You can reduce the landing distance by letting the wing dive and by making a deep and late rounding.
Once the skis are on the snow, we notice that the controls are high. They are softer than in flight but remain quite hard and transmit the necessary information well.
On the 9.5, the travel is short and lacks a little progressiveness, it is necessary to pilot with skills not to stall half wing at low speed.
On the 11, there’s more tolerance, more travel. We lose a little in reactivity compared to the 9.5, but the wing remains very handy and still follows the skier very well.
The roll is present but nothing extrem. This does not disturb the phases of skiing, do not insist too much on the brakes to tilt the wing (especially with the 9.5), it is better to take the angle on skis and let the wing follow the movement by gently accompanying to the brake handle.
The 9.5 is very reactive on the yaw axis, sometimes even too much; on skis, the wing turns by itself at the same time as the pilot and without much intervention on his part, which is quite destabilizing when you are not used to it. But once you understand that it is enough not to over-pilot, the sail is forgotten and really let you ski. It follows the skier in his movements, whether in large curves or tight turns, or even in sculling, giving the sensation of riding under an 8 m2.
The 11 is more moderate on the yaw axis and has a more classical behavior. However, it follows just as well and also leaves a lot of room for skiing in large curves as in small bends, without untimely handling even on steep slopes.
It feels like riding a 9.5 under this 11, and the fast and slow skiing phases follow each other very well.
Low speeds are well tolerated by the Pil-Pit 4 (better than on the 2 and 3) even though it feels more comfortable in fast skiing. If we don’t over-pilot, we can really manage to ski very slowly even on chaotic terrain where the sail is going to undergo big load shedding.
However, you really have to avoid pulling the brakes too much at low speeds, to avoid half-wing stalls that occur a bit without warning. Unlike the Pil-Pit 3, the 4 does not pull back abruptly when it stalls and therefore destabilizes the pilot less, most of the time it is enough to raise the hands so that the wing rises above the head.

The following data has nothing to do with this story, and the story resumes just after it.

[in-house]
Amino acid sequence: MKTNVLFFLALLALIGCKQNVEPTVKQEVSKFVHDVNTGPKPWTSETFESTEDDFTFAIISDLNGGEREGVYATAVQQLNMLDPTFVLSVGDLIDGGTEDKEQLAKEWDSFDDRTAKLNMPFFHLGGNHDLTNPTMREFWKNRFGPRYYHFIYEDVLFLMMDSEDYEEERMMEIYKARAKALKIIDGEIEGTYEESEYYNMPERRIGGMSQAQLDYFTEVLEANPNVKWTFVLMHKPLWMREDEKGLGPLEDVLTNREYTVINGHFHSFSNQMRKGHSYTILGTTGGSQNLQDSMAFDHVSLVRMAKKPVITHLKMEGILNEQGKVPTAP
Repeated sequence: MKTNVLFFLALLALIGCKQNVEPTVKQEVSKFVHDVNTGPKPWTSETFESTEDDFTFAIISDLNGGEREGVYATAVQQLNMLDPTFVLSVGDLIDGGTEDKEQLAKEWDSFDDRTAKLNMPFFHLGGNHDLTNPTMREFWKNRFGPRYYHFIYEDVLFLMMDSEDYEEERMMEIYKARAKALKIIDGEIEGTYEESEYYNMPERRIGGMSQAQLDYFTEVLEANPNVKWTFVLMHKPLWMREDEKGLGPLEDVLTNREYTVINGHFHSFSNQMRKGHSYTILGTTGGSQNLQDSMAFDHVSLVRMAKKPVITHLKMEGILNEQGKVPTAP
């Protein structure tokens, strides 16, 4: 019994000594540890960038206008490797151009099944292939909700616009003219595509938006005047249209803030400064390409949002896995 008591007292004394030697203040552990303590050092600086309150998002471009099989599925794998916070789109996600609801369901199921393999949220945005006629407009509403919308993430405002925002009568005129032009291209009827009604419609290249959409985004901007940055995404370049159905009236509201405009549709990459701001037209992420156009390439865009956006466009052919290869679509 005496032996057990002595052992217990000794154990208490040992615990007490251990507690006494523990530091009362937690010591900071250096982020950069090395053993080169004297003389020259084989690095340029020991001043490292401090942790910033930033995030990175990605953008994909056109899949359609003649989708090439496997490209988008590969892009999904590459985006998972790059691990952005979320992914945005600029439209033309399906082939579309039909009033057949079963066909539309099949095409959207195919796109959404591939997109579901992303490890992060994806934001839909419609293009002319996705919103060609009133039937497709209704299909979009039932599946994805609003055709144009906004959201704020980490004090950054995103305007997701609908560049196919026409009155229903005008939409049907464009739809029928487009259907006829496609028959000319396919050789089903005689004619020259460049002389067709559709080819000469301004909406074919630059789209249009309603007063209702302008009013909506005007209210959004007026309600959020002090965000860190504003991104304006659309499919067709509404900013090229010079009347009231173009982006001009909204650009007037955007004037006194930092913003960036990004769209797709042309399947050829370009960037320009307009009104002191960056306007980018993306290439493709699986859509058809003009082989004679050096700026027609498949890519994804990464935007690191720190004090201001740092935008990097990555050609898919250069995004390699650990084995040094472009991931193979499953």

The trim setting is very important on this Pil-Pit 4. By finding the right setting for the slope you want to ride on, you can really enjoy skiing without having to pilot the wing too much. It is better to open too much than to close too much the trim, because it still want to stall more than overtake.
It is between the 2nd notch of trims and the yellow line which materialize the middle of the trims that we found the most pleasant behavior.
Foot launch (speedflying) will be possible in the large sizes thanks to the pitch surge, but a big experience and a good preliminary knowledge of the wing will be necessary. Be aware of the high reactivity of small sizes on the yaw axis when flying very close to the ground.
It is preferable to set the trim between 2 and 4 notches to avoid any risk of stalling and to have a good energy for the pitch surge when landing.
We like less
The Pil-Pit 4 is, like the first generations of Pil-Pit, a wing of character that is best tried to make sure it suits your riding style. It is in any case a wing which will delight the confirmed skiers who look for a wing which is made for skiing, whether it is fast, slow, in steep or gentle slope, large and even in narrow corridor. Not all wings feel so light and small on top of the head while skiing.
We still have a preference for the 11 whose behaviour seems more coherent, and which is very discreet for a wing of this surface.
For any ITV’s wing test, do not hesitate to visit the ITV Test Center, now renamed Mika Shop. The after-sales service is pleasant and efficient, and the inspection and repair workshop located in the ITV premises in Doussard make them very reactive.